• the severity or stage of your Crohn’s disease
  • the success of your management or treatment plan

Potential complications can also affect your lifespan if you have Crohn’s:

  • intra-abdominal abscess
  • sepsis
  • bowel perforation
  • gastrointestinal complications
  • cardiovascular complications
  • thromboembolic complications
  • certain cancers
  • post-operative complications
  • liver disease
  • short bowel syndrome
  • circulatory and respiratory complications
  • fistula

If you’re living with Crohn’s, you may find that the symptoms can negatively affect your quality of life. Although the lifespan of peeps with Crohn’s is pretty darn similar to the average, there’s something to be said for how this sh*t show of an illness can impact your overall health and happiness.

Even when Crohn’s and its complications don’t expressly lead to a shorter lifespan, living with pain and dealing with poop issues can lead to anxiety disorders and depression. Unfortunately, these mental health challenges may also contribute to the projected life expectancy of someone living with Crohn’s.

It’s not all bad news. You can live a long and healthy life with Crohn’s, and the key is early diagnosis and effective, individualized treatment.

According to a 2020 review of Crohn’s disease management, there are four types of pharmacological treatments for the illness:

  • corticosteroids
  • immunosuppressive agents
  • antibody agents
  • antibiotics

These treatments do not apply to all presentations of Crohn’s. For instance, antibiotics are used to treat complications, not suppress inflammation. Systemic corticosteroids are used to control inflammation acutely, with the hope that other long-term agents continue the suppression on an ongoing basis.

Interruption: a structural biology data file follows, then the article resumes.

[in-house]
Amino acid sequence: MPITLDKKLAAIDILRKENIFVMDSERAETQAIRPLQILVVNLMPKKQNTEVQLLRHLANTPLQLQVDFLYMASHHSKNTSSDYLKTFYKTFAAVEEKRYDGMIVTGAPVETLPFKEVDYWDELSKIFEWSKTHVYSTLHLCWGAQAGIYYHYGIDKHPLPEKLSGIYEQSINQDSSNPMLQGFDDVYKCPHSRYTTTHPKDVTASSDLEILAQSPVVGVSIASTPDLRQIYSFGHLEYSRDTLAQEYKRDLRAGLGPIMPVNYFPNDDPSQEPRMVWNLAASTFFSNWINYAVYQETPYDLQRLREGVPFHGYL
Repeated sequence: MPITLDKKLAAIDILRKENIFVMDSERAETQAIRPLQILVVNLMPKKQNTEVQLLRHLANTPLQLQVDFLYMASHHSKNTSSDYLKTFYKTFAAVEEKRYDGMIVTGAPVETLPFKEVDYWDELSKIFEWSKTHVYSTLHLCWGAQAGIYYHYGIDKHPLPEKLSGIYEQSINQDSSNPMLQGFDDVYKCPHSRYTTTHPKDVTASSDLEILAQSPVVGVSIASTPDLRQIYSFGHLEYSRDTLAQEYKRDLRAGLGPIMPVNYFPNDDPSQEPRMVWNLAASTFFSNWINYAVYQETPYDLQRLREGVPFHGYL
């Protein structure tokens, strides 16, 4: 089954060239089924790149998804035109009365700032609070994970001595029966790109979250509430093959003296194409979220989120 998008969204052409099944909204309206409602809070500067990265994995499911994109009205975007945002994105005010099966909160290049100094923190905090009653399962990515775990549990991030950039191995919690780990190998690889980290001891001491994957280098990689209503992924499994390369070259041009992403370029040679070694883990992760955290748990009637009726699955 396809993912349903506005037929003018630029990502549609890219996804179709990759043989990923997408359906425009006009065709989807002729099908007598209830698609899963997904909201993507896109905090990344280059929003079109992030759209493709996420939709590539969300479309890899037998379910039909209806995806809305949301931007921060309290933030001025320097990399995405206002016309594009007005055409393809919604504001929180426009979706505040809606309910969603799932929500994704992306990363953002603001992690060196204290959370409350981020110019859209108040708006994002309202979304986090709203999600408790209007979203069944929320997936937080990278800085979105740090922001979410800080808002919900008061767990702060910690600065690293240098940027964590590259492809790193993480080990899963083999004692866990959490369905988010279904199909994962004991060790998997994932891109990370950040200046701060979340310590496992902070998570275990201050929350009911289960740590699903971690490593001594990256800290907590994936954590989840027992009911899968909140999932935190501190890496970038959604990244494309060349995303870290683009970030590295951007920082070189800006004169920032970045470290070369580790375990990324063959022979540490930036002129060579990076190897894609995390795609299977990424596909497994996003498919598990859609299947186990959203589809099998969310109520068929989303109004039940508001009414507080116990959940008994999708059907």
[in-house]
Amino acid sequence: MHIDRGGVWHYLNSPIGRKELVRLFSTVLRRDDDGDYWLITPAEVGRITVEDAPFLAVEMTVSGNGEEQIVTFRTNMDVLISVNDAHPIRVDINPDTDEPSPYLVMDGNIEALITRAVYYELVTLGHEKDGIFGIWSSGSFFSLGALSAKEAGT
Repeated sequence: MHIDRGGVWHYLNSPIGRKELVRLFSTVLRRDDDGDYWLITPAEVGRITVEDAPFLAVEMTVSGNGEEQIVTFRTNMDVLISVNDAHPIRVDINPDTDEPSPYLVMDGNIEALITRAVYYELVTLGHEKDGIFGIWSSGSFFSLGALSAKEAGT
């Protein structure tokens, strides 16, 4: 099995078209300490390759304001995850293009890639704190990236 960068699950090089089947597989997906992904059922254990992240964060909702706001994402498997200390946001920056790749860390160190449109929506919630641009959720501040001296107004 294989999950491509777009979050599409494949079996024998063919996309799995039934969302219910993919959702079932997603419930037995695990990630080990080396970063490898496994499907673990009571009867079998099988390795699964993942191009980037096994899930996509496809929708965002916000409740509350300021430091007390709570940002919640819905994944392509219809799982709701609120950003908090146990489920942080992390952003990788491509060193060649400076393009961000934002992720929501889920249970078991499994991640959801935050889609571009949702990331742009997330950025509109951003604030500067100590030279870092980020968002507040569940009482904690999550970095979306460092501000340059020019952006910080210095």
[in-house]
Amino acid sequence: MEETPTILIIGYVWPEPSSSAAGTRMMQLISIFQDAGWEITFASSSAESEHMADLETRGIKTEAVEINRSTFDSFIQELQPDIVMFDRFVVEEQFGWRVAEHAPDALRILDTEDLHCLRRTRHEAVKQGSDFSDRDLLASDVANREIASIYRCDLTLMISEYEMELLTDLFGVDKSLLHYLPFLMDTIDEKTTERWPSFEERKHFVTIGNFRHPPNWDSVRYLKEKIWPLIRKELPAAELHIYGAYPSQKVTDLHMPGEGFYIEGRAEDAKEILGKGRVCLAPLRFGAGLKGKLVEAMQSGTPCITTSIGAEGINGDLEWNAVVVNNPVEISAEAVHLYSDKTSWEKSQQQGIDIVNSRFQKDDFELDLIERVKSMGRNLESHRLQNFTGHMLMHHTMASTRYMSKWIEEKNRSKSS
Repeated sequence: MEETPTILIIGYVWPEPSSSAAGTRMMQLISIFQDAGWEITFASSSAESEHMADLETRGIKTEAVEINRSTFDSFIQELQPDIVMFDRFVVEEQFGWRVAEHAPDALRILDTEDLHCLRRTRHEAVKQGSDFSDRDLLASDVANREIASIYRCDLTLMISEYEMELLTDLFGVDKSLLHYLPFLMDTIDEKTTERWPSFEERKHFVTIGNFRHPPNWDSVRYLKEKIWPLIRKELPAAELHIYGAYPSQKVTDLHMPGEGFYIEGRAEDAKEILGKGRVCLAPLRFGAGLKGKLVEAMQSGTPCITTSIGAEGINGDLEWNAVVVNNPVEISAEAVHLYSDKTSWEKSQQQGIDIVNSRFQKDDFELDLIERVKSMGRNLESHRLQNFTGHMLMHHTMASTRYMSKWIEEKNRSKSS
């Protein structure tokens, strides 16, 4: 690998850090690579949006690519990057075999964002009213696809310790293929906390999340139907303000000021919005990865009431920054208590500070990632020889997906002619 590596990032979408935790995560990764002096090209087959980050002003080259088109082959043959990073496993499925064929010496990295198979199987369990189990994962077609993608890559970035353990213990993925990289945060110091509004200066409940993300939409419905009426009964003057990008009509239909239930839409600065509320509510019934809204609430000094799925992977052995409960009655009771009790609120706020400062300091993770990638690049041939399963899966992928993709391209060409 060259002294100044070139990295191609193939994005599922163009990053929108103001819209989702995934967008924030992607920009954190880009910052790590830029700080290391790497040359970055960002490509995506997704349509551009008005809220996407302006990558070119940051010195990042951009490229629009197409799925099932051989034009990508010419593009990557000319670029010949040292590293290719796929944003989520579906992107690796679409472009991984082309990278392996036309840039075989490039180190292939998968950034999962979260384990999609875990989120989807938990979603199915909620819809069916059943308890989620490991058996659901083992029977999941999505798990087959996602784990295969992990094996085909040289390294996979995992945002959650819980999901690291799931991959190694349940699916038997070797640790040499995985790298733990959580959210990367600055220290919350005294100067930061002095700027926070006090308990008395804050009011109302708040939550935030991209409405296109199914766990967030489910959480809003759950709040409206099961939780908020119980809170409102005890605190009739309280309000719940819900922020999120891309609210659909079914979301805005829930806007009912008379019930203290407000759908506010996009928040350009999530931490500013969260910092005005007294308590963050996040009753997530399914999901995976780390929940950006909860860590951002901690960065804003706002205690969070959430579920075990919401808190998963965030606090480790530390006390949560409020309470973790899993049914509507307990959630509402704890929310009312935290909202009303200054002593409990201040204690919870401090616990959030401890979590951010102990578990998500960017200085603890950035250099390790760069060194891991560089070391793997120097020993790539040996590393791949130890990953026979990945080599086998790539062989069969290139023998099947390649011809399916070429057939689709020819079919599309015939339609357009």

Within each drug category, there’s a range of meds that can help ease your symptoms. Some are more effective for mild-to-moderate cases, while others gravitate more toward moderate-to-severe instances.

Surgery could also be necessary option.

Since there isn’t yet a cure for Crohn’s, you should work with your doc and discuss:

This can help your doc decide which course of treatment could work best for you. In mild-to-moderate cases of Crohn’s, you may only experience symptoms during flare-ups.

Knowing how to manage these irritating episodes is essential, as they are inevitable. The good news is that you can minimize flare-ups and manage symptoms with the proper medication and lifestyle changes.

A 2016 review laid out health and wellness measures that could prevent Crohn’s symptoms from rearing their ugly heads, including:

  • Take all medications for Crohn’s according to the instructions.
  • Be sure to ask your doc about interactions with any other meds or supplements.